There is an excellent article on the history of Armistice Day/Veterans Day in the Encyclopedia of American Holidays and National Days by Len Travers, which we have here courtesy of Daily Life Online. November 11 marks the anniversary of the end of World War I.
"On the morning of November 11, 1918 the German government signed an armistice with Britain and France that called for the end of the war on the eleventh hour. In the morning, the war continued, but at 11:00 the guns fell silent."
Congress made Armistice Day an official federal holiday in 1938 (on the eve of World War II), but many Americans privately observed the date in the '20s and '30s by pausing for a moment of silence at the eleventh hour. On November 11, 1922, President Warren G. Harding lay a wreath at the Tomb of the Unknown Soldier. This became a presidential tradition. ("Year Of" tidbit: Before the tomb was sealed, Crow leader Plenty Coups offered a traditional blessing for the souls of the unknown).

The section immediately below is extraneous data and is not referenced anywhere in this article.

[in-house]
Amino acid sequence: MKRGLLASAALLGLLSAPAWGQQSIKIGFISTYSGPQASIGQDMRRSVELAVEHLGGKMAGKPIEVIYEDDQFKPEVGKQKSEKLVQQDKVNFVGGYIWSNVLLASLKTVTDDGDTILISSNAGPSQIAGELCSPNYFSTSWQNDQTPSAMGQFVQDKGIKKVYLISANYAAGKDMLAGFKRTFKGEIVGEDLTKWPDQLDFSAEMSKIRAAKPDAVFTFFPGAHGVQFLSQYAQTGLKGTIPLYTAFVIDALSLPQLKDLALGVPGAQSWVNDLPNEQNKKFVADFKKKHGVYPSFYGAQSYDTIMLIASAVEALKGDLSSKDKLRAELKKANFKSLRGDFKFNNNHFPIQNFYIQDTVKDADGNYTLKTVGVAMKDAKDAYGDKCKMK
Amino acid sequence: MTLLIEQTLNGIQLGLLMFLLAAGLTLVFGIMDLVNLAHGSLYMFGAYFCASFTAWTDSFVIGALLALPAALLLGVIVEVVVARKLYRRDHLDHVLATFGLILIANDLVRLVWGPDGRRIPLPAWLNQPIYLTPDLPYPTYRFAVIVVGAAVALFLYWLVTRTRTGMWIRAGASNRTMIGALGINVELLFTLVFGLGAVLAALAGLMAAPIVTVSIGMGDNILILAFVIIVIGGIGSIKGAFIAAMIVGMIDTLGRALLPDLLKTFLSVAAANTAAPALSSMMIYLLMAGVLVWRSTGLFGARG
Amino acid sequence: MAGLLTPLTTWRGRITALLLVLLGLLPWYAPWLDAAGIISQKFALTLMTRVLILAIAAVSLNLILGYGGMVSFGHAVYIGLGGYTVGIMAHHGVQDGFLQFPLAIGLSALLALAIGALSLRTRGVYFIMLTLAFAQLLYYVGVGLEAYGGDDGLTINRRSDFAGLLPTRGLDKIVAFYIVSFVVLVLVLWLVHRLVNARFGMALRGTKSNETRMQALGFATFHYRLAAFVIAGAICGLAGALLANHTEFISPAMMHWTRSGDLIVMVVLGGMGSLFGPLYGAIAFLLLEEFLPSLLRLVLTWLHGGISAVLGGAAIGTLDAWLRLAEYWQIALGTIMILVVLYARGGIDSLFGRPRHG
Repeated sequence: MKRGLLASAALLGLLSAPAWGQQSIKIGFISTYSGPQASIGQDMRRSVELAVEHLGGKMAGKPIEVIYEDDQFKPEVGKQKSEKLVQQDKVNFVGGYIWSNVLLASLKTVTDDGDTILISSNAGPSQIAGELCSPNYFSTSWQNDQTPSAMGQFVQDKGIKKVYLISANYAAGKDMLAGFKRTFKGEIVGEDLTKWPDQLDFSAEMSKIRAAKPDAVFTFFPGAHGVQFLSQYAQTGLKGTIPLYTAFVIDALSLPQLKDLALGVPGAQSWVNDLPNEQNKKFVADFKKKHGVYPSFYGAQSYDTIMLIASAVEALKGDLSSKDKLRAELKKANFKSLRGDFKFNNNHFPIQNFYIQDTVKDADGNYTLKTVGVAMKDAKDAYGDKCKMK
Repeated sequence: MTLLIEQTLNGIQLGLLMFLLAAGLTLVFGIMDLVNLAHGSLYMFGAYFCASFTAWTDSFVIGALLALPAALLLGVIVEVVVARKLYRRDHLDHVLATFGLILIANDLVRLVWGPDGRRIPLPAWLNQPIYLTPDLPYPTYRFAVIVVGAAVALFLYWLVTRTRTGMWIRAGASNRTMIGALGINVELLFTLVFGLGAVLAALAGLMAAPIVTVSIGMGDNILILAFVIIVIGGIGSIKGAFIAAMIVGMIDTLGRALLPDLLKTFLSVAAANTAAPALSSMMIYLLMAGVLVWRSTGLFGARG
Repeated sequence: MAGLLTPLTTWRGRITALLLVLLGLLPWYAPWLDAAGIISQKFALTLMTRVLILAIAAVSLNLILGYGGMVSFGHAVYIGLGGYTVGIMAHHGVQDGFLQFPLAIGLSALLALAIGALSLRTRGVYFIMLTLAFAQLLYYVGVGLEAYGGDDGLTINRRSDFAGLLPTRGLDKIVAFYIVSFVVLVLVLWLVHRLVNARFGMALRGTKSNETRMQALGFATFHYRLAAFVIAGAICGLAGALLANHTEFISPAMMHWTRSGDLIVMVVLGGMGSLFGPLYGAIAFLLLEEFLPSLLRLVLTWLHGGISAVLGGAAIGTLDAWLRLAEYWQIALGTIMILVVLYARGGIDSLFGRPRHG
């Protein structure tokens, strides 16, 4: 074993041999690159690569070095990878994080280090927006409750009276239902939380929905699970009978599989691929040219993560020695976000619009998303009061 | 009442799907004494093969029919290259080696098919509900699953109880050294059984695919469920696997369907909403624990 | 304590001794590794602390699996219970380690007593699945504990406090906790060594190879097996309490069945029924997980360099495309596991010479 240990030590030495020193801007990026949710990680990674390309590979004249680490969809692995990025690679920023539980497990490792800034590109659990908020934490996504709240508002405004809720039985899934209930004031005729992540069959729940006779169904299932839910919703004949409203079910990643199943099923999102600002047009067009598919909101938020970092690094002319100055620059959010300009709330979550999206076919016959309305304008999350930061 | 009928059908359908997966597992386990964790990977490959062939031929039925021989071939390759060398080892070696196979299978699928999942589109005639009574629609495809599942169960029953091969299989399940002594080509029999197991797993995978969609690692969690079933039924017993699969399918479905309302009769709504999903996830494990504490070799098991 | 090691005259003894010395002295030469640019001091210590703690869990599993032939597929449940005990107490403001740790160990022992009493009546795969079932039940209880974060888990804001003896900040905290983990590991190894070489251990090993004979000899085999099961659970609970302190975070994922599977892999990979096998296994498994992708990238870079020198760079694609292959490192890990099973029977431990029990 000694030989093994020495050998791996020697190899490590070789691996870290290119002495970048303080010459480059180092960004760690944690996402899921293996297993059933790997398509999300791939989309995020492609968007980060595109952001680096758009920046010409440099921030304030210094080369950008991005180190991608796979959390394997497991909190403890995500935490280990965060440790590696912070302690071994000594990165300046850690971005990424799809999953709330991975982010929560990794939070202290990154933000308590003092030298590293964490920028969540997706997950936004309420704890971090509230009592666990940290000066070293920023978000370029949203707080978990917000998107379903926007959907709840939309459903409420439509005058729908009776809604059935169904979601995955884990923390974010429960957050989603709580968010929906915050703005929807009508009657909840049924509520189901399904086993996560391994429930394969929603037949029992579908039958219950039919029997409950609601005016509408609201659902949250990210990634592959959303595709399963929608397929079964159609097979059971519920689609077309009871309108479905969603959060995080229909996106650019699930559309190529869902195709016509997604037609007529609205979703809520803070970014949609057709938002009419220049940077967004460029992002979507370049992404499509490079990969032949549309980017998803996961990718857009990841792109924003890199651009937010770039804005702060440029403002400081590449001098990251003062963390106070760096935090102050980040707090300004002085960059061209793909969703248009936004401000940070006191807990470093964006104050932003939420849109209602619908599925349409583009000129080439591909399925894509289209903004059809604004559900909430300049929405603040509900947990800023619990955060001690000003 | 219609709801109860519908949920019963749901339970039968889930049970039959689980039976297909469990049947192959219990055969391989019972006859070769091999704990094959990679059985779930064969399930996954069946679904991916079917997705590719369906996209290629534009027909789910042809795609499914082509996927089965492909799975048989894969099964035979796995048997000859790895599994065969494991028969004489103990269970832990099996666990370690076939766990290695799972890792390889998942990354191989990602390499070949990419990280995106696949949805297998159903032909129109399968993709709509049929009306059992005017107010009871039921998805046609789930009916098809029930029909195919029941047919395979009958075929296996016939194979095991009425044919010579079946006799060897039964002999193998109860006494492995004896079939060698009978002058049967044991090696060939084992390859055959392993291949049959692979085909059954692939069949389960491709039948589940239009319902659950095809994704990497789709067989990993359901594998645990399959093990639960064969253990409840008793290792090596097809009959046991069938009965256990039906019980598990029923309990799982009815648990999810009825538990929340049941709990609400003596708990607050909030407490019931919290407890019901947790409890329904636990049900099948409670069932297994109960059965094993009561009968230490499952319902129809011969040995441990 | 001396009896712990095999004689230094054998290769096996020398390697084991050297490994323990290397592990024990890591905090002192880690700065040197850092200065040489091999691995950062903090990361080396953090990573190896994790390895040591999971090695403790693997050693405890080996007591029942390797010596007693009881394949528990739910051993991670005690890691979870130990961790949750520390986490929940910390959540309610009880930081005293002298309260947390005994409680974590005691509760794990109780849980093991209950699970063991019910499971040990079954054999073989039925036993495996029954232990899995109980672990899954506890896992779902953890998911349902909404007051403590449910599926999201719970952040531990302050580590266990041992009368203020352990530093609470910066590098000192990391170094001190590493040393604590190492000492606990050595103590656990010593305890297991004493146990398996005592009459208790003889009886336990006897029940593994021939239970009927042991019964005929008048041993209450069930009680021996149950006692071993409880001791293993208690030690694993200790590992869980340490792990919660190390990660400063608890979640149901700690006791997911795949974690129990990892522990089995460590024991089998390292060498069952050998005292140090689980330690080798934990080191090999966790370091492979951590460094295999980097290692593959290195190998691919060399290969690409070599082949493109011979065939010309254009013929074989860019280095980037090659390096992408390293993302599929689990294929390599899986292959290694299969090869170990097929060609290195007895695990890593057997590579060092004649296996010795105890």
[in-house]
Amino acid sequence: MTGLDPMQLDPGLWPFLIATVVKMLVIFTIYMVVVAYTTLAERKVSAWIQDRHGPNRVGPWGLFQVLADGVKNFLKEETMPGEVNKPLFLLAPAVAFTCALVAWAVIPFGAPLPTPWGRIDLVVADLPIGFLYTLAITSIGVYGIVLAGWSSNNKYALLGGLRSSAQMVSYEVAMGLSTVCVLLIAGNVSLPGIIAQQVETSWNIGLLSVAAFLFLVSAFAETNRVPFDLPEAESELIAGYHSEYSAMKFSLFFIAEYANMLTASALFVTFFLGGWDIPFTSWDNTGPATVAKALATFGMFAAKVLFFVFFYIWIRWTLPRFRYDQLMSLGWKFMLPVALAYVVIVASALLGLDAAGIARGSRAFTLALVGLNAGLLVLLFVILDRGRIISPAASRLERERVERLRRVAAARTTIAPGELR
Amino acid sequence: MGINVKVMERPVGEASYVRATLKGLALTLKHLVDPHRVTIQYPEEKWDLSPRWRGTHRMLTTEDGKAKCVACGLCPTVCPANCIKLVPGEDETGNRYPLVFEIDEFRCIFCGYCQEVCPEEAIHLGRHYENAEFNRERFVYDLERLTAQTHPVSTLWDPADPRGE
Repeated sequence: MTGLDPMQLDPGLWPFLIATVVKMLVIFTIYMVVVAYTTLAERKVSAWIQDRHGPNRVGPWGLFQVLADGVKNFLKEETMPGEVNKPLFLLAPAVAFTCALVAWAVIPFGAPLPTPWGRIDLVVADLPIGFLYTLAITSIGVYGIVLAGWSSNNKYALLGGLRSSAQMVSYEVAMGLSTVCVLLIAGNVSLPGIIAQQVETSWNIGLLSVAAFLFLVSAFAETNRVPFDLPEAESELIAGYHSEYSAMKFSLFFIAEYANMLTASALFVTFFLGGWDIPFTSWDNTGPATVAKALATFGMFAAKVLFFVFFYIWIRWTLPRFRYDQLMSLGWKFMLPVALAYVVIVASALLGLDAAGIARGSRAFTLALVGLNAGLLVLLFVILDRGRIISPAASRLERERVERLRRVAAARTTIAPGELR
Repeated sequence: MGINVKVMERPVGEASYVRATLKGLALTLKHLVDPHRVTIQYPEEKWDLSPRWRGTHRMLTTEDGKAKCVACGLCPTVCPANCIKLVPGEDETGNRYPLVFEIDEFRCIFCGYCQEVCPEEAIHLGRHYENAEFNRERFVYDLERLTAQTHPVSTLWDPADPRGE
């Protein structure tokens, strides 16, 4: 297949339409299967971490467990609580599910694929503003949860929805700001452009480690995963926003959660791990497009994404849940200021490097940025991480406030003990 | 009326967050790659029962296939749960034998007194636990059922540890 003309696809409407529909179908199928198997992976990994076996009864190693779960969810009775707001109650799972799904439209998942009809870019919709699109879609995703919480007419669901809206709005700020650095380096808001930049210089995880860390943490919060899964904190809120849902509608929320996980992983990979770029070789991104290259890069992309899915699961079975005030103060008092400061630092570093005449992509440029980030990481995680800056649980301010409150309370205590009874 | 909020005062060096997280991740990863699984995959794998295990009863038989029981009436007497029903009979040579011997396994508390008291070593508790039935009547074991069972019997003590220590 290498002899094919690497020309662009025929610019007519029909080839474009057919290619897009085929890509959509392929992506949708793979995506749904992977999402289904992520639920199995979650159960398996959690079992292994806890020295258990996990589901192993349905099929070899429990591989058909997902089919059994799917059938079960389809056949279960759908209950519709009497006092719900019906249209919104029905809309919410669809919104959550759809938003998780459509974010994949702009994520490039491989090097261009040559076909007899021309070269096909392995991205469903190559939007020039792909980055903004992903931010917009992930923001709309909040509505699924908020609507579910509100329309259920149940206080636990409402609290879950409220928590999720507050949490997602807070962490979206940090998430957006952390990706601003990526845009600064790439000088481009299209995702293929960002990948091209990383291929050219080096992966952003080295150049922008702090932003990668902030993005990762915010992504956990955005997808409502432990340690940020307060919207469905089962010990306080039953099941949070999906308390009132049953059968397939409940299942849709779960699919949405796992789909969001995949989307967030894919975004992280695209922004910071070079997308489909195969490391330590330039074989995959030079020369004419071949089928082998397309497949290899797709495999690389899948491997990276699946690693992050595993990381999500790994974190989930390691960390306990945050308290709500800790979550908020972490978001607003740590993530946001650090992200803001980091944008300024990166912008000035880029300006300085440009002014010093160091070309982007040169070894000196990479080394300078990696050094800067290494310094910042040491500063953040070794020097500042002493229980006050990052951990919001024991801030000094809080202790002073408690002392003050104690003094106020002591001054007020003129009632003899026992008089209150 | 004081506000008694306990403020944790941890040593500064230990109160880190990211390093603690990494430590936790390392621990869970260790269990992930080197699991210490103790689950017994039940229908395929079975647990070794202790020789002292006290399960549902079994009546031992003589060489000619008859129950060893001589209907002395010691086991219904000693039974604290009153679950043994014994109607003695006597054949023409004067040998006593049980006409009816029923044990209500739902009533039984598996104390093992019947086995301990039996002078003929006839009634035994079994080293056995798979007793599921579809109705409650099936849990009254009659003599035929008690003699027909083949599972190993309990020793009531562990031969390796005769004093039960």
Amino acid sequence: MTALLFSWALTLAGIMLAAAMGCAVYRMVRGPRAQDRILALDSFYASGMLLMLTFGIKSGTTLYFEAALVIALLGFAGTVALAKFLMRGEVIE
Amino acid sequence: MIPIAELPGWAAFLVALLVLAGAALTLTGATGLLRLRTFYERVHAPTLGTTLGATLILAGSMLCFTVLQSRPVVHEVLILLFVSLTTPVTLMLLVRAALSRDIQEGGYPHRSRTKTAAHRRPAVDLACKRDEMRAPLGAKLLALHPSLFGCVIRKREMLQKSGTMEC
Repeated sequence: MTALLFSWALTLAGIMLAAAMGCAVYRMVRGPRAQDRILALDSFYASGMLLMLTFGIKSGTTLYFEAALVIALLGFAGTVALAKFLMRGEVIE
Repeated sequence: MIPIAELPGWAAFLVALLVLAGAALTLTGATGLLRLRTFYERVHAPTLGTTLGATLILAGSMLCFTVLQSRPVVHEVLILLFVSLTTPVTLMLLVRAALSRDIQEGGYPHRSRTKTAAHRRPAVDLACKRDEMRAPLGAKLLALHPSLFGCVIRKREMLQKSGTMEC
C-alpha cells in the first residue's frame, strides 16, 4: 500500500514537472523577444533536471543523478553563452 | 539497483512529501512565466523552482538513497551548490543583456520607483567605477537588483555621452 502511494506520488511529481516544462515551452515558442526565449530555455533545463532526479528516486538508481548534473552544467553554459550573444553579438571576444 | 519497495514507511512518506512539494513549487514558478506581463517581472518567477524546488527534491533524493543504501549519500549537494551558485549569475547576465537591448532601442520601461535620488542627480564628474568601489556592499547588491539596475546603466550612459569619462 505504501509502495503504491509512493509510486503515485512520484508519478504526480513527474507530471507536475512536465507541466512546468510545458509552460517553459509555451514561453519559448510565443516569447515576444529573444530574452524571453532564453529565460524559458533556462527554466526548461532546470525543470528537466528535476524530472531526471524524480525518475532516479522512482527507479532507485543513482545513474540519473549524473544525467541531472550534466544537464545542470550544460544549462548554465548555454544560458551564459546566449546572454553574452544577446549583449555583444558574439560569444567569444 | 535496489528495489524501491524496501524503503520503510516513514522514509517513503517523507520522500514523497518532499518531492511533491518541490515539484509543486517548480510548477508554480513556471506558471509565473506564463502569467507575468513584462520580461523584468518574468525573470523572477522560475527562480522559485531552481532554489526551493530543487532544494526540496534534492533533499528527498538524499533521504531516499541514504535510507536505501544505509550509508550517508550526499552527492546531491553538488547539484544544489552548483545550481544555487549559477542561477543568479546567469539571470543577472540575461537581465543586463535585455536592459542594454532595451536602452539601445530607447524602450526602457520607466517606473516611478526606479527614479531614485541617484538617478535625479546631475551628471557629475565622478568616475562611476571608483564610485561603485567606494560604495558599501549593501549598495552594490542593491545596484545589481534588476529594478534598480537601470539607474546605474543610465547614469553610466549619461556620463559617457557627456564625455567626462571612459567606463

1n 1954, Armistice Day was offically renamed Veterans Day to honor the veterans of all American wars, not just of World War I.
Do not forget to join us today at the library at 1 pm for a special Veterans Day remembrance and the preview of the new Triplett Memorial Military History Collection!
Thank you to all of our Veterans and to those now serving.